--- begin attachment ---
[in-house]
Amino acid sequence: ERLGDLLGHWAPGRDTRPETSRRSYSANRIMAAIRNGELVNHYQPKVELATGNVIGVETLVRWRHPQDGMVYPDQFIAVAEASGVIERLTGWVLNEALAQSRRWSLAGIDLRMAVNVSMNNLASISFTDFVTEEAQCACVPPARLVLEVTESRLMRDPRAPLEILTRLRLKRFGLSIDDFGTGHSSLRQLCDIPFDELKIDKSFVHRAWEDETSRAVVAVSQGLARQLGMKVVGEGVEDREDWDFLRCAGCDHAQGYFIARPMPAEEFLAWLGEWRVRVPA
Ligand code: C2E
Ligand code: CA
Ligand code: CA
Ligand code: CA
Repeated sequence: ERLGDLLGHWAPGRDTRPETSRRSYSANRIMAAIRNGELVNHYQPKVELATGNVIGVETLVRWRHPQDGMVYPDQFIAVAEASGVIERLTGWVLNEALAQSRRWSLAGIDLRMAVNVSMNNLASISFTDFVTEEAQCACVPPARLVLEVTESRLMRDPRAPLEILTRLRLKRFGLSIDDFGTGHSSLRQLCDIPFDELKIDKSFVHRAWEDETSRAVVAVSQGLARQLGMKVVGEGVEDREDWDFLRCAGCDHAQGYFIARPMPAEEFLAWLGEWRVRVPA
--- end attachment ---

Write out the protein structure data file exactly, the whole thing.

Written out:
[in-house]
Amino acid sequence: ERLGDLLGHWAPGRDTRPETSRRSYSANRIMAAIRNGELVNHYQPKVELATGNVIGVETLVRWRHPQDGMVYPDQFIAVAEASGVIERLTGWVLNEALAQSRRWSLAGIDLRMAVNVSMNNLASISFTDFVTEEAQCACVPPARLVLEVTESRLMRDPRAPLEILTRLRLKRFGLSIDDFGTGHSSLRQLCDIPFDELKIDKSFVHRAWEDETSRAVVAVSQGLARQLGMKVVGEGVEDREDWDFLRCAGCDHAQGYFIARPMPAEEFLAWLGEWRVRVPA
Ligand code: C2E
Ligand code: CA
Ligand code: CA
Ligand code: CA
Repeated sequence: ERLGDLLGHWAPGRDTRPETSRRSYSANRIMAAIRNGELVNHYQPKVELATGNVIGVETLVRWRHPQDGMVYPDQFIAVAEASGVIERLTGWVLNEALAQSRRWSLAGIDLRMAVNVSMNNLASISFTDFVTEEAQCACVPPARLVLEVTESRLMRDPRAPLEILTRLRLKRFGLSIDDFGTGHSSLRQLCDIPFDELKIDKSFVHRAWEDETSRAVVAVSQGLARQLGMKVVGEGVEDREDWDFLRCAGCDHAQGYFIARPMPAEEFLAWLGEWRVRVPA